The Alamo

written by Leslie Bohem, Stephen Gaghan and John Lee Hancock

directed by John Lee Hancock

starring Dennis Quaid, Billy Bob Thronton, Jason Patric and Patrick Wilson


review by Stephen Notley

As a Canadian I wasn't all that familiar with the Alamo; before I saw The Alamo all I really knew about it was that it was in San Antonio and that we were urged to remember it. Nonetheless, it's always interesting to see how America mythologizes itself; The Patriot, for example, stands out as a particularly self-congratulatory and historically flabby recent bit of American self-fabling.  Now, in these barfingly and myopically patriotic times, just how disgusting and rah-rah We're-Number-One was The Alamo going to be?

Shockingly, the answer is "not terribly". For a movie about one of the core pieces of American myth, The Alamo is curiously restrained. There are few glorious speeches, hardly any heartwrenching slomo shots of courageous proto-Americans giving it their all and almost no chest-thumping assertions of American manifest destiny in the face of the scurrilous Mexican horde. Instead The Alamo is oddly human, more interested in tweaking myths and legends than in repackaging them in the usual blaring Hollywood style.

Unsurprisingly, The Alamo is rather light on the historical and political background to the conflict. All we're told is that the Mexican army and the armed forces of the not-yet-Texas Republic had traded control of the lightly fortified Alamo a couple of times and at this particular moment, 1836, it was the Texians' turn to run the place. Not wishing to split his forces Texian General Sam Houston (played by Dennis Quaid) had pulled most of his strength out of the fort, leaving it in the hands of a few rag-tag Texian soldiers and militiamen, among them Davy Crockett (Billy Bob Thornton) and James Bowie (Jason Patric), the fellow after whom the Bowie knife is named. Soon enough jowly Mexican General Antonio Lopez de Santa Ana pops by with a couple of thousand soldiers and our Texian heroes are forced to hole up in the Alamo to await certain death.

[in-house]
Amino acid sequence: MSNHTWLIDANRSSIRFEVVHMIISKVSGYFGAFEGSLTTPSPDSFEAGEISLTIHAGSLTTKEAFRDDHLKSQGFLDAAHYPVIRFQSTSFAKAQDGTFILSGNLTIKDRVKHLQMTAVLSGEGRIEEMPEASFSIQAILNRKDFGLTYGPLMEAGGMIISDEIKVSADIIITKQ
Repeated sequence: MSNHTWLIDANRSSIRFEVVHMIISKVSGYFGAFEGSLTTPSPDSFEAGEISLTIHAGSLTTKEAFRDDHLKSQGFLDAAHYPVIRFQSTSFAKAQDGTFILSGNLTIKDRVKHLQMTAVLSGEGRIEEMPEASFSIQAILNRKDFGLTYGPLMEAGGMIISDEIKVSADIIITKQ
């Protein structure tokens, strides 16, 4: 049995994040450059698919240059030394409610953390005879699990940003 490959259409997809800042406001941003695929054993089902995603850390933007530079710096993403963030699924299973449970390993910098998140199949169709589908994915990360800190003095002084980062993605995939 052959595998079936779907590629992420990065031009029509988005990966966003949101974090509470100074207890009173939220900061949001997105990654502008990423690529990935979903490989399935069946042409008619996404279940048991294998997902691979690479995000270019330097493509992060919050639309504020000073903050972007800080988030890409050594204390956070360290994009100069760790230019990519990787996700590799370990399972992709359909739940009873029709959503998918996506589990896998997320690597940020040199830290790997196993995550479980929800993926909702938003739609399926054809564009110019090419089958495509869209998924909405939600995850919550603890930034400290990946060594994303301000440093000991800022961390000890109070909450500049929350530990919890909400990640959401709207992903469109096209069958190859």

Compared to the siege of, say, Helm's Deep, the siege of the Alamo comes off as positively civilized. The Mexicans set up camp a couple of hundred feet away and then, in true Mexican manana spirit, just sit there. Over the next few days the combatants look at each other across a field and toss the occasional cannon shot back and forth. The Texians work on strengthening their defenses while the Mexicans end each day with some marching band music. It's almost friendly, really.

Inside the Alamo refreshingly unsentimental character development is the order of the day. Billy Bob Thornton's Crockett (who prefers "David" to "Davy") wryly brushes off the other men's awe at his legendary status, mentioning that he only wears his trademark coonskin cap because he saw it in a play. Sure he's a good shot, but he never claims to be anything special, and he tells a sobering story about his involvement in another battle in which they burned a cabin full of injuns to the ground. Meanwhile additional drama comes from tension between Bowie, who leads the militiamen, and Lt. Col. William Travis, the inexperienced 26-year-old commander of the Texian regulars; both are flawed men and neither thinks of himself as a hero. The movie handles all this with a light touch, showing us how Travis gradually earns the respect of his men, detailing how Bowie sat out most of the fight bedridden from consumption, taking the time to point out the decidedly mixed feelings the Texian slaves had about dying for their owners.

Eventually the Mexicans attack and, well, win, killing everybody and leading the film towards its Texas-establishing coda as Sam Houston whips up an army, invites them to remember the Alamo and creams the weakened Mexican army at San Jacinto river. And yet even then the movie never really gives in to the shmaltzy impulse, preferring to keep things simple and character-based rather than majestic and legendary, resisting the urge to paint the story larger than life. Instead it feels about the same size as life, and that feels good. In an America bloated with self-importance, The Alamo is humble and human. I'll remember it.

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